Take Five: “It’s hard to speak out when you believe no one is there to hear”


Bojana Jovanovska is a project coordinator at the Helsinki Committee for Human Rights (HCHR), one of the most active organizations in promoting the human rights of all vulnerable groups in North Macedonia. For the last five years, the organization has been a partner of the EU-UN Women regional programme “Ending violence against women in the Western Balkans and Turkey: Implementing Norms, Changing Minds”. Jovanovska spoke to UN Women on how, for the first time in history, thanks to HCHR support, two Roma women filed a complaint to the Committee on the Elimination of Discrimination against Women (CEDAW) after they were denied access to sexual and reproductive health services because of their ethnicity.

Bojana Jovanovska, project coordinator, Helsinki Committee for Human Rights, North Macedonia. Photo: Personal archive

In 2019, HCHR supported two Roma women to file a complaint to CEDAW in relation to being denied access to sexual and reproductive health services. What actions did you take to support this effort?

Our aim as an organization is to improve the protection of women’s rights, especially for women in vulnerable settings, so we started identifying cases that could be submitted to the CEDAW Committee as individual complaints. First, we trained civil society organizations to use this mechanism and apply the standards of the Istanbul Convention. After the trainings, we identified and analyzed cases that met the conditions for initiating a procedure before the CEDAW Committee, and then we prepared and submitted the complaint.  

The cases of the two Roma women were immediately identified as potential cases to be submitted, thanks to the representatives of the Health Education and Research Association (HERA). In cooperation with HERA and the Initiative of women from Shuto Orizari, and with the financial support of the European Union, the communication to the CEDAW Committee was submitted in May 2019.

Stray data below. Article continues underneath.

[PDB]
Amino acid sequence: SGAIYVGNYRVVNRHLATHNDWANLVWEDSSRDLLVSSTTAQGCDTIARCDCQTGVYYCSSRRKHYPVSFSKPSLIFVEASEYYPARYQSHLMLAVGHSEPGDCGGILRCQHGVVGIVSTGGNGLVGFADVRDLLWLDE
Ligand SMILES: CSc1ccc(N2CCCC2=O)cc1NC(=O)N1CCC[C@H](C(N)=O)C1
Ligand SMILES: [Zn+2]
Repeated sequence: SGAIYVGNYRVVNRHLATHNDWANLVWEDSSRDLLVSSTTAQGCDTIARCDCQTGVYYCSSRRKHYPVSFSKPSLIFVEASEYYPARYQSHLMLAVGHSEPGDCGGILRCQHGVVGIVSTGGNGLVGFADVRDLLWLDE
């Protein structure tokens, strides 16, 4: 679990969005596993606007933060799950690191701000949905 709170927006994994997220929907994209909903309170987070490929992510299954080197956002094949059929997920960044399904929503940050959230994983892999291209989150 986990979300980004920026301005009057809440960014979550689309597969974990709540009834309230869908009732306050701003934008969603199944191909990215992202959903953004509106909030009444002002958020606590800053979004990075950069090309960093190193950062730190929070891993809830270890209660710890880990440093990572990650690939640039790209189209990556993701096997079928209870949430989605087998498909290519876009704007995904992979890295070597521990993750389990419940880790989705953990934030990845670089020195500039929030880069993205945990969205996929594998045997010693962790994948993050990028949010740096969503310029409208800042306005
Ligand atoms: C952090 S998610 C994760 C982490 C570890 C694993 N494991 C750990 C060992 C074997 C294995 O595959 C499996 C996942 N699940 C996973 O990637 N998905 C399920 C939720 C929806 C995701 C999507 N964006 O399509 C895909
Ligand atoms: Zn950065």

What were the CEDAW Committee’s decision and recommendations on the case?

Soon after, in 2020, the CEDAW Committee declared that the Roma women’s rights hadn’t been protected, that they were discriminated against, and that a grave violation of their right to health had occurred. The decision of the CEDAW Committee is the first such decision against our country, which clearly recognizes discrimination against Roma women and the need for accessible sexual and reproductive health care. The decision determined the denial of access to gynecological services, notably refusal by a private health-care facility to register the women as patients based on their ethnicity, but also the lack of gynecological services in the area in which they live, as forms of discrimination against women.

According to the recommendations, the state should compensate these women for the material and moral damage suffered from the unequal access to regular gynecological services, but also ensure and provide free reproductive health services to Roma women who are facing discrimination and inhumane treatment – a step that would concern all relevant stakeholders, including service providers, policy makers and judiciary.

What will be your next steps as an organization, regarding the CEDAW recommendations?

Shortly after we received the decision by the CEDAW Committee, we submitted a proposal to the civil court for repetition of the procedure, again supported by all stakeholders that were involved in the initial process. One of our roles will be the continuous monitoring of the case within the national legal system and providing any necessary support, along with our partners. We will also regularly monitor the implementation of the CEDAW Committee’s recommendations for these cases and the concluding observations for the country. We will also provide input on the situation through shadow reporting.

How did the CEDAW Committee’s decision influence the everyday lives of Roma women and other women from vulnerable groups?

In general, Roma women are one of the most marginalized groups in our society and thus discriminated against in access to education, health services, employment, and many other spheres of social life. We expect this decision to contribute to breaking the cycle of discrimination, especially regarding their access to health services, and that our state will begin implementing the recommendations and working to tackle the systematic discrimination against Roma women in the country.

What would be your message to other vulnerable and marginalized women who have been subject to discrimination but haven’t spoken out?

From our experience working with vulnerable groups, especially women, it is extremely hard for them to get acknowledged and their cases to be brought to justice. Victims of discrimination are often stonewalled by institutions, which should protect them and ensure justice. It is hard to speak out when you believe no one is there to hear you. But that is what we are here for, to listen and to work together to give them their voice back.